After more than five weeks in a hospital, Mayor Thomas M. Menino has been diagnosed with type 2 diabetes, a chronic disease that doctors detected after an unusual infection developed near his spine.
Dr. Charles Morris made the diagnosis public Monday at a news conference as he announced that the mayor had been transferred from an acute-care facility to a rehabilitation hospital.
Diabetes and the back infection add to the growing list of Menino's ailments. Menino, 69, cut short a vacation in Italy and sought medical care for a cough and extreme fatigue. Doctors initially diagnosed him with an upper respiratory infection and a blood clot in his lungs. In the hospital he suffered the fracture in his spine. The mayor had been in Brigham and Women's Hospital since Oct. 26.
For now, doctors remain focused on Menino's lower back, where he suffered a compression fracture in one of the vertebrae before the infection. Out of public view Monday afternoon, Menino was wheeled out of the Brigham on a gurney and was taken by ambulance to Spaulding Rehabilitation Hospital near North Station.
"He needs now to focus on getting his strength back and getting back to where he was before this all started," Morris said. "He is walking, but there is room to get stronger. That is why we are recommending a stay in rehab."
Menino had begun to recover from the fracture in his back, Morris said, when he developed the infection in the same area. Diabetes can make people more susceptible to infection, Morris said, and likely contributed.
Despite the growing list of ailments and the diagnosis of a chronic condition, Morris remained upbeat about Menino's prognosis.
"I think his overall health at this point is very good," Morris said, adding, "It is a run of bad luck. It is nothing that concerns me. He will rebound from this."
Menino has not set foot in City Hall since he left for Italy more than six weeks ago. As outlined in the city charter, Menino relinquished some of his power while abroad, transferring duties to City Council President Stephen J. Murphy. Since returning to the United States, Menino has again taken command of those tasks and runs his administration from his hospital room, according to his aides.
"He is absolutely able to continue his business with the city," said Menino's spokeswomen, Dot Joyce. "He is very focused on his care right now and the business of the city."
City Councilor Charles C. Yancey suggested Monday that Menino consider allowing Murphy to again take on some of his responsibilities, specifically referring to weekly financial documents that the chief executive must review and sign.
"The mayor should consult with his doctors and determine if at least some duties should be transferred to the council president on an interim basis," Yancey said. "The public would understand if he needed a break."
In an interview Monday, Murphy said the mayor remained in charge and that there had been no discussion of any transfer of power.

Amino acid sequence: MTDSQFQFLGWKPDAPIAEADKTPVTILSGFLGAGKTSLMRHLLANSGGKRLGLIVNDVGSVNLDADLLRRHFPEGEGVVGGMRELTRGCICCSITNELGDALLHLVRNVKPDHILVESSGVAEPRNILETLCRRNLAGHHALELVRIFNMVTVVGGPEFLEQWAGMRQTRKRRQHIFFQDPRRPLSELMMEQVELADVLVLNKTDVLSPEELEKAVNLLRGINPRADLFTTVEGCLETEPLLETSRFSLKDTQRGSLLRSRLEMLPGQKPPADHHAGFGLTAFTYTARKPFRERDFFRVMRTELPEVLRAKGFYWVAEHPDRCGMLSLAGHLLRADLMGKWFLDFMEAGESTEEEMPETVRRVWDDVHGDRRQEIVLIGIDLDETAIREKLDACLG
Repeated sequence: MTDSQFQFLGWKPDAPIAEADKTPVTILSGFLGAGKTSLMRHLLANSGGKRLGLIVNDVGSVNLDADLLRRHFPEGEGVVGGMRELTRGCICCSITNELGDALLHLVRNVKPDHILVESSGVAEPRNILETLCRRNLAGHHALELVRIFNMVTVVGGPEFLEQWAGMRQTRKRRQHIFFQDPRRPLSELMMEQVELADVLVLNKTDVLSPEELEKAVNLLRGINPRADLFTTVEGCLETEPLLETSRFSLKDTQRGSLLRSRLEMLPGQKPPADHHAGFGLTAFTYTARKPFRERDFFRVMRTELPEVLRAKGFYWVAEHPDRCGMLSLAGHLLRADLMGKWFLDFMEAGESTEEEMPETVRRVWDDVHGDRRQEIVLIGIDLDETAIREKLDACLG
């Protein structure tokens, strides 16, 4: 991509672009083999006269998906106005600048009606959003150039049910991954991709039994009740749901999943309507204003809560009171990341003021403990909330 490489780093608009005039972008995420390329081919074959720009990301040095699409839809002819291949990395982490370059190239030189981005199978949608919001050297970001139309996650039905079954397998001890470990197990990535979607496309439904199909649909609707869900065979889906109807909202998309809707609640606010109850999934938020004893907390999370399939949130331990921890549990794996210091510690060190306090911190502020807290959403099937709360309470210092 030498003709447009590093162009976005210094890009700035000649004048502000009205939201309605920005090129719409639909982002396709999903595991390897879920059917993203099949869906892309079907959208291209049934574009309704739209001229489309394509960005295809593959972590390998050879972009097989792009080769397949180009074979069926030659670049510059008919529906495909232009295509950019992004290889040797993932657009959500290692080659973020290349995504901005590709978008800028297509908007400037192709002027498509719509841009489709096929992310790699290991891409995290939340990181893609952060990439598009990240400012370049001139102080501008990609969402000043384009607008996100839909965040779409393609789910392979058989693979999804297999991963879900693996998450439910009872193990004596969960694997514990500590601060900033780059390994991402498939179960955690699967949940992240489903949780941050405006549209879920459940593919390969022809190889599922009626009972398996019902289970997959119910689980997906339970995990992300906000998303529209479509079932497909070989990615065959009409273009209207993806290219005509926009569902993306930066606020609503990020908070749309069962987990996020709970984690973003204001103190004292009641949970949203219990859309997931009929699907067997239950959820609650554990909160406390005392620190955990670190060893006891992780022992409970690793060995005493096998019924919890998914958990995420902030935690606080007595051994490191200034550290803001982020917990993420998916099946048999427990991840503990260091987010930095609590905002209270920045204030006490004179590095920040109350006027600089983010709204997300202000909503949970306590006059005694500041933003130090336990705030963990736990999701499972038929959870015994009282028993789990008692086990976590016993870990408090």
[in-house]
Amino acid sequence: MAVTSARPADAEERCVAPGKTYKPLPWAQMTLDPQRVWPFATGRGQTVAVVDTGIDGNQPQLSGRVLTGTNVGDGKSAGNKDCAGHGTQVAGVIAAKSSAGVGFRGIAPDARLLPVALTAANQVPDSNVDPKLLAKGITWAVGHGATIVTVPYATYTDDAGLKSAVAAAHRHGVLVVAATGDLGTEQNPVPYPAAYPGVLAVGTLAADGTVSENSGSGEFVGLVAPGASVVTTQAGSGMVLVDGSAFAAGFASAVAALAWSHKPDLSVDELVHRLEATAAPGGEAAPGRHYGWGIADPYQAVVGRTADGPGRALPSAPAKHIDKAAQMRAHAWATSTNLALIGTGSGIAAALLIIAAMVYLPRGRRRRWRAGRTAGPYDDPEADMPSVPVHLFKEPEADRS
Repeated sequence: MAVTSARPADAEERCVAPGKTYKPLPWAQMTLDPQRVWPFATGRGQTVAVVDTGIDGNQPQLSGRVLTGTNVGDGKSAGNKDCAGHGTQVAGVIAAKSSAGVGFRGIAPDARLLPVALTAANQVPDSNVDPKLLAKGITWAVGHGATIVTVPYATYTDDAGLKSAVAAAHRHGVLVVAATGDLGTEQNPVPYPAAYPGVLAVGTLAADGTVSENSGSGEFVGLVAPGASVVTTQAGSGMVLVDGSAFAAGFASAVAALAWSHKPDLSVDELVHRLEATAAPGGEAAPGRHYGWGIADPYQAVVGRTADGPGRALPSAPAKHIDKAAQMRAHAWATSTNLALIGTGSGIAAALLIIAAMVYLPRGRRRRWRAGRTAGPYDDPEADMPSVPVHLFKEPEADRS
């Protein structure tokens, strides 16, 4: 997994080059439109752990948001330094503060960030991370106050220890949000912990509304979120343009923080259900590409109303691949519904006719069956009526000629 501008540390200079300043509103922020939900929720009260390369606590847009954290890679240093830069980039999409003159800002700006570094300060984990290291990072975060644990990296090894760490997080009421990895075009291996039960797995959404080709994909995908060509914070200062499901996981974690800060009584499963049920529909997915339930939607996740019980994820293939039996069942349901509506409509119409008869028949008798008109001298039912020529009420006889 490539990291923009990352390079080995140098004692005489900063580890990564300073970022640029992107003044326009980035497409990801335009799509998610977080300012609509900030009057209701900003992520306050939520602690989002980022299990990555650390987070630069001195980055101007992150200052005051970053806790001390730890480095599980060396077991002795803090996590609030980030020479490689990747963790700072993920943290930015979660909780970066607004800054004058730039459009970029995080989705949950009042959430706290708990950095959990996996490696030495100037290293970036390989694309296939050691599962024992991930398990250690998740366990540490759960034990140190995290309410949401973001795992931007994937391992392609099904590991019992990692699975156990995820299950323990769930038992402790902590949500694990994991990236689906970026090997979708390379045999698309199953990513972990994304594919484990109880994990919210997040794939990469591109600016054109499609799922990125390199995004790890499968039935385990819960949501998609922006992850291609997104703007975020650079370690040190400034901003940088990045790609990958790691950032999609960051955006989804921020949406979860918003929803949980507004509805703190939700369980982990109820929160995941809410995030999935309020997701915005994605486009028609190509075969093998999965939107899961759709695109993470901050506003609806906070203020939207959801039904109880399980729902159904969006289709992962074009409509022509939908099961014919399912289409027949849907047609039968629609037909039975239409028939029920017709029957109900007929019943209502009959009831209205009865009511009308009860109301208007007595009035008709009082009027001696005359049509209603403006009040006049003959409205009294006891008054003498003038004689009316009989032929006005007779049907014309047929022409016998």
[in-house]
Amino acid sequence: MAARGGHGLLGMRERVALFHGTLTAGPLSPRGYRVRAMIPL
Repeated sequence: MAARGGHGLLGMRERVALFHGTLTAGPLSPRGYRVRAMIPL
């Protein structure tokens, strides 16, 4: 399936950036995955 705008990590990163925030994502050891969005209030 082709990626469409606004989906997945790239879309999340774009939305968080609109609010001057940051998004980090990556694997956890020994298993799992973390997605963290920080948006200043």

"There's been no conversation like that at all," Murphy said. "He's been in command since he's been back on United States soil. I know he has been in pain, but that hasn't stopped him and his team from doing what do they need to do."
The larger question will be whether Menino runs next year for a sixth term. While hospitalized, he has continued to raise money, with his campaign depositing almost $5,000 on Monday alone. His doctors said that the latest health woes should not prevent him from running again.
"I can't speak to his political future," Morris said Monday. "But I don't see his medical issues being an obstacle there at all."
Type 2 diabetes is a chronic condition in which high blood sugar can cause problems with the heart, circulatory system, and nerves. If left untreated, complications can include blindness, kidney failure, and the amputation of limbs.
"About one-third of all affected people will have some type of complication," said Dr. Adrian Vella of the Mayo Clinic in Rochester, Minn. "Appropriate management mitigates and minimizes this risk. But it doesn't make it go away completely."
Treatment can include medication, insulin injections, increased exercise, and a change in diet. Almost 26 million Americans have type 2 diabetes, which is the most common form of the disease. It afflicts 25 percent of people over age 65, according to Chris Boynton, executive director American Diabetes Association of New England.
Leading risk factors for type 2 diabetes include weight and age, but some people can also be genetically predisposed to develope the disease, Boynton said. Many patients will need to make significant lifestyle changes, which include a diet high in fruits and vegetables and low in sweets and desserts.
"There is no diabetes diet; it's just a healthy diet," he said. "If you are someone who is Italian, who loves Italian food, you can make that work if you manage it."
Boynton said that people with diabetes can live perfectly productive, normal lives.
"Somebody living with diabetes can do the same job as anyone else," he said.